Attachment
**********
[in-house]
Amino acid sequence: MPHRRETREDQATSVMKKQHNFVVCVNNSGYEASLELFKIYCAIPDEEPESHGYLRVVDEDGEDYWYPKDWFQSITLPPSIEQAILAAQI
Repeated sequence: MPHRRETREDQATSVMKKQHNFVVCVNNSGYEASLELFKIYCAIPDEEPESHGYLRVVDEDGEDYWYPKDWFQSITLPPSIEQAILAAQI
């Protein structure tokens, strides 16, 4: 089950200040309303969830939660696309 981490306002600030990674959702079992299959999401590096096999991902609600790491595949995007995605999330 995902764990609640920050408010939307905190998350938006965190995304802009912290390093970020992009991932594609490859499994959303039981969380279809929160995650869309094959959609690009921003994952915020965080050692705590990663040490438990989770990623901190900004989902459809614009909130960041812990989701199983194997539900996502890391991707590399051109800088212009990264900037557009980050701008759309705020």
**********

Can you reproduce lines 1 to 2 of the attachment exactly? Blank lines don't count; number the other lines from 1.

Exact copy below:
[in-house]
Amino acid sequence: MPHRRETREDQATSVMKKQHNFVVCVNNSGYEASLELFKIYCAIPDEEPESHGYLRVVDEDGEDYWYPKDWFQSITLPPSIEQAILAAQI